In a sea of old French cars offered by Bonhams in Paris, here’s an American one. The Hupp Motor Car Company of Detroit built cars from 1909 through 1940. They didn’t make it to the other side of WWII, but their cars were well-known and respected for many years prior.

The Model 32 went on sale in 1912 and is powered by a 32 horsepower straight-four engine. Production continued through 1915. This one was exported to Ireland in 1990 and was restored there in 2009. It’s a perfect example of an early American touring car and should sell for between $17,000-$23,000. Click here for more info.

Update: Sold $18,267.


1913 FN Type 2700 Tourer

Photo – Bonhams

Gotta love the lighting assistant standing to the side in the photo above (though I’d gladly take that job). FN was a Belgian company, and quite a few of them have been sold from this very collection. Here’s a smaller Model 2000 version, for example.

While that car may physically look larger, it has a smaller engine. The car you see here is powered by a 2.7-liter straight-four. The 2700 was introduced shortly before WWI broke out, and it is thought that only 16 examples were produced before the company’s focus shifted to the war. This one doesn’t wear its original body (it was used as a fire engine at one point) but should still bring between $29,000-$40,000. Click here for more info.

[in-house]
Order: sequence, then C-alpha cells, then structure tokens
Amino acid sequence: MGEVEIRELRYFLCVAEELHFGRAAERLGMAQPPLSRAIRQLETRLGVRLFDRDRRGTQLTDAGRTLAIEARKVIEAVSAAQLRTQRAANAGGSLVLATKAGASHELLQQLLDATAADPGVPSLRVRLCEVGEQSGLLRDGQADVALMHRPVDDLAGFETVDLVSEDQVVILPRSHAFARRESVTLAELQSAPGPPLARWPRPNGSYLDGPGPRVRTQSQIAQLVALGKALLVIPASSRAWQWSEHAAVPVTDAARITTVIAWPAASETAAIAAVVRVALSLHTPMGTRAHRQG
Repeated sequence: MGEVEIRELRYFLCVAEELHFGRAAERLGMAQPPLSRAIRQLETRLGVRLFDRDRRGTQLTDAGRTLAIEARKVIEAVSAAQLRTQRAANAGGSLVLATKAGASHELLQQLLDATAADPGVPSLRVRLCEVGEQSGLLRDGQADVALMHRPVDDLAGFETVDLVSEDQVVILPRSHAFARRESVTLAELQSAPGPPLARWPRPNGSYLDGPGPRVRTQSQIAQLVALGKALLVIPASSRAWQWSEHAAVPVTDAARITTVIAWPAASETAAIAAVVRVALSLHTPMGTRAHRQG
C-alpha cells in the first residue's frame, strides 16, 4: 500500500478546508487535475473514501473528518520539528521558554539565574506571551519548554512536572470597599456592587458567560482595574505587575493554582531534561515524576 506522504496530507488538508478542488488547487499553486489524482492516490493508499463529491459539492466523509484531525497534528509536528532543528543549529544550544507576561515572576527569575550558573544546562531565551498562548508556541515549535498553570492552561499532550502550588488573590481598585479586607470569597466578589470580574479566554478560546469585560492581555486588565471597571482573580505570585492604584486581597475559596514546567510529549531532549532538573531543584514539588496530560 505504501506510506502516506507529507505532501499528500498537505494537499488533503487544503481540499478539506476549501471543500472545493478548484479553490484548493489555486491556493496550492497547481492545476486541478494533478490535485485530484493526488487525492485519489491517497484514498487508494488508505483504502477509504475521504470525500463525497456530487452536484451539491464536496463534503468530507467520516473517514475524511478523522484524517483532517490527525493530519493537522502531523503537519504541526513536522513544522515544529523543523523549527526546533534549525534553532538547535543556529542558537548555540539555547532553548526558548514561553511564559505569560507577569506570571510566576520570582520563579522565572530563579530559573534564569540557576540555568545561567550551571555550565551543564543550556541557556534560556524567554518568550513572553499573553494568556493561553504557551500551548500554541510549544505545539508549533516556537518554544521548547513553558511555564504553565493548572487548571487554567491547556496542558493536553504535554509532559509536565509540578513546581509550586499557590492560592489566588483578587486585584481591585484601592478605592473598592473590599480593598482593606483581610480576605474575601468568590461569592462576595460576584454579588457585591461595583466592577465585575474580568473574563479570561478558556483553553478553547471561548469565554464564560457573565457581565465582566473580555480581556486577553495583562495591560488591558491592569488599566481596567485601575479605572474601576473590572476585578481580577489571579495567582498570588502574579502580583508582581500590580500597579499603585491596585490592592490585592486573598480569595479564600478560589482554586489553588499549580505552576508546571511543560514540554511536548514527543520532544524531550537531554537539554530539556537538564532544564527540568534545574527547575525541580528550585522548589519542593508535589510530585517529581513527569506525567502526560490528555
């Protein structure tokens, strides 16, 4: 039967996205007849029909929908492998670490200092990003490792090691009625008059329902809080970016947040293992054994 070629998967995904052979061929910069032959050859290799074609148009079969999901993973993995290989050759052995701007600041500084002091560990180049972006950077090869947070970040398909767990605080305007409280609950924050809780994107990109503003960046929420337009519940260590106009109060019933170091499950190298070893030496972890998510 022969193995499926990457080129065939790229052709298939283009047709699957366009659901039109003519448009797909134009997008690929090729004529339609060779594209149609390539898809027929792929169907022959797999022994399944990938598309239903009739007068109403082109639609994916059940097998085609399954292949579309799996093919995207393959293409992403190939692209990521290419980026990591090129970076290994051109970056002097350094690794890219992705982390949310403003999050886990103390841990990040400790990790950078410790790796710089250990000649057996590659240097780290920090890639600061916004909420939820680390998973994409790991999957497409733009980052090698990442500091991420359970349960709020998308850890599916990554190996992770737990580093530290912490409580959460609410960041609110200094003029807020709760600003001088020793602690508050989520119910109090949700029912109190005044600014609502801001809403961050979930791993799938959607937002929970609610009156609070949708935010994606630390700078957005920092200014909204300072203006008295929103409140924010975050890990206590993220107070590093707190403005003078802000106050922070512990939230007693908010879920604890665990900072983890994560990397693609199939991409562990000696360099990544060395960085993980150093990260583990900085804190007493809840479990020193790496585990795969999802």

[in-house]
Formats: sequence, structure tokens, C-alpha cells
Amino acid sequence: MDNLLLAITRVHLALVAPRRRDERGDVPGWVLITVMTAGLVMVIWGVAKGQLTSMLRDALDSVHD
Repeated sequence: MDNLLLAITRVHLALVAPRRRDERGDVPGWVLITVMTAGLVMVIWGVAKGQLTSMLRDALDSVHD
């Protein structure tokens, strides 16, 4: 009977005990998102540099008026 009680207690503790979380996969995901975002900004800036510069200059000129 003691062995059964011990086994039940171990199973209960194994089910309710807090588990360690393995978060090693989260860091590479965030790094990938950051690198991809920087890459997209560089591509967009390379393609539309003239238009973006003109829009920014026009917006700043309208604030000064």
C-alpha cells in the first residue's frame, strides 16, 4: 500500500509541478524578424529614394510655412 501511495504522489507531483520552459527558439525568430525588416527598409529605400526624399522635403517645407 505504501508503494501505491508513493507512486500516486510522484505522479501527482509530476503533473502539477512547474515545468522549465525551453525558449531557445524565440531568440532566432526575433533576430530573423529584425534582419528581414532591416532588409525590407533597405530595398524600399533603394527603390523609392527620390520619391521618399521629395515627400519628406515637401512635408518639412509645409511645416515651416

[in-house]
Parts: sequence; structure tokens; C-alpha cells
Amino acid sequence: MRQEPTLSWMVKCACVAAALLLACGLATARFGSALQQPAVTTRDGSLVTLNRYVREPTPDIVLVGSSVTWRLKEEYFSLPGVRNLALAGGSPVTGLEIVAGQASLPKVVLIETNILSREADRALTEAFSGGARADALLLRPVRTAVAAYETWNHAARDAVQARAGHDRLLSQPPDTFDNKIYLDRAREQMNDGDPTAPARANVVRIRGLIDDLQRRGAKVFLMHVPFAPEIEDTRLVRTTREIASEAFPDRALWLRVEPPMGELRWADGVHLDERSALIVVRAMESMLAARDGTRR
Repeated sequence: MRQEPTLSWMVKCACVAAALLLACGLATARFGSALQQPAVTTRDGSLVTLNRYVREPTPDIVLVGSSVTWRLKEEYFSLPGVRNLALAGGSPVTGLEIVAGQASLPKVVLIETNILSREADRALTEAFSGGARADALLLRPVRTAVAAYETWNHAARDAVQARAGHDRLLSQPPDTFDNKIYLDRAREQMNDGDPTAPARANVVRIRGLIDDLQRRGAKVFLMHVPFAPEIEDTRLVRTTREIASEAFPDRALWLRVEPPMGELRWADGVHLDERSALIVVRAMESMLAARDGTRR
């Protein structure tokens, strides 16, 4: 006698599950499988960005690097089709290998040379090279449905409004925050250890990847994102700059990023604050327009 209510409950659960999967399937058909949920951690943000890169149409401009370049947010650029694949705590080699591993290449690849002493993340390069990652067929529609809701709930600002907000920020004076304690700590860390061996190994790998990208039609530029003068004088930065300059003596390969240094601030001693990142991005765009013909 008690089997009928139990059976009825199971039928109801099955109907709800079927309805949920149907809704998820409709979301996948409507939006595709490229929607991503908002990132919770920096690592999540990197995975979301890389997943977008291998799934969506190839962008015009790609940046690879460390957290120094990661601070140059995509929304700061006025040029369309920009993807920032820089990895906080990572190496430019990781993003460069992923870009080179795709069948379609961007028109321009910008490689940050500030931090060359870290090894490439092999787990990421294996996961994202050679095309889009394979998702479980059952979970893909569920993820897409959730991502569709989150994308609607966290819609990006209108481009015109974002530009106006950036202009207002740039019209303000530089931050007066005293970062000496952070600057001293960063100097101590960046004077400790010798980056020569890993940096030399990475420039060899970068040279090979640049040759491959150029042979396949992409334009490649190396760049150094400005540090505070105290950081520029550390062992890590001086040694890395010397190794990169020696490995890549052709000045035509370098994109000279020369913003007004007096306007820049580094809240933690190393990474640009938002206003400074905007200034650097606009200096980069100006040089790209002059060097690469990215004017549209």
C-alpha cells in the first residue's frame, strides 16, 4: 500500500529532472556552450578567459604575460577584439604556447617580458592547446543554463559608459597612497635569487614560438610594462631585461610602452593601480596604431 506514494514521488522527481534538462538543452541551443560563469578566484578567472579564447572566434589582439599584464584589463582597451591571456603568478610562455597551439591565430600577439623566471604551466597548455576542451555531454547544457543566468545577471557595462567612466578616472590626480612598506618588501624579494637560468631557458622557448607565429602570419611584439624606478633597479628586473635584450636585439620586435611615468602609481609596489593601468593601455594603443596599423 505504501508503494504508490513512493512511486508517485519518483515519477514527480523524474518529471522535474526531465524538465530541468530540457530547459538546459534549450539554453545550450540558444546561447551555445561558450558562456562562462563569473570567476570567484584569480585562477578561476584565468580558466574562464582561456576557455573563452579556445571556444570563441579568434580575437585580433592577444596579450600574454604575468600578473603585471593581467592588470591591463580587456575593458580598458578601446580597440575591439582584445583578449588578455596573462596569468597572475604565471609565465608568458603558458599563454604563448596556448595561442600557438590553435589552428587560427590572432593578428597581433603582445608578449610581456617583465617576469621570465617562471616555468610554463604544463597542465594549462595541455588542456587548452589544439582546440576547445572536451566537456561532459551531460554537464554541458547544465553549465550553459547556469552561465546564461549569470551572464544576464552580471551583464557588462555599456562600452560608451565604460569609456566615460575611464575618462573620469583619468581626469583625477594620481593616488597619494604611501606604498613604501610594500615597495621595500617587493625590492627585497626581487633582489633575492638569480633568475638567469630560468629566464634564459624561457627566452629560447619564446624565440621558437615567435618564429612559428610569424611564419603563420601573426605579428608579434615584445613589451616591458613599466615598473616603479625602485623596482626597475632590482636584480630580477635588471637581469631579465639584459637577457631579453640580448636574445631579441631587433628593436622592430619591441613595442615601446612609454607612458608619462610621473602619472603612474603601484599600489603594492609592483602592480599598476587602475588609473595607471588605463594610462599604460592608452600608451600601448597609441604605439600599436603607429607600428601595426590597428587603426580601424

Update: Sold $22,181.


1912 Berliet Type AM 15HP Brougham de Ville

Photo – Bonhams

And finally, we have a Berliet – another French car. Not a full convertible, this car is described as a Brougham de Ville, which means the owner got to ride in the covered section out back while the chauffeur sat up front, exposed to the elements.

This car is powered by a 15 horsepower straight-four engine and was acquired by the collection from which it is being sold in 1963. The body was fitted during this time but is pretty accurate to what a car would’ve looked like in 1912. This one should command between $52,000-$63,000. More can be found here, and more from this sale can be found here.

Update: Sold $43,058.

Alpine GTA V6

1991 Renault Alpine GTA V6 Turbo Le Mans

Offered by Historics at Brooklands | July 7, 2018

Photo – Historics at Brooklands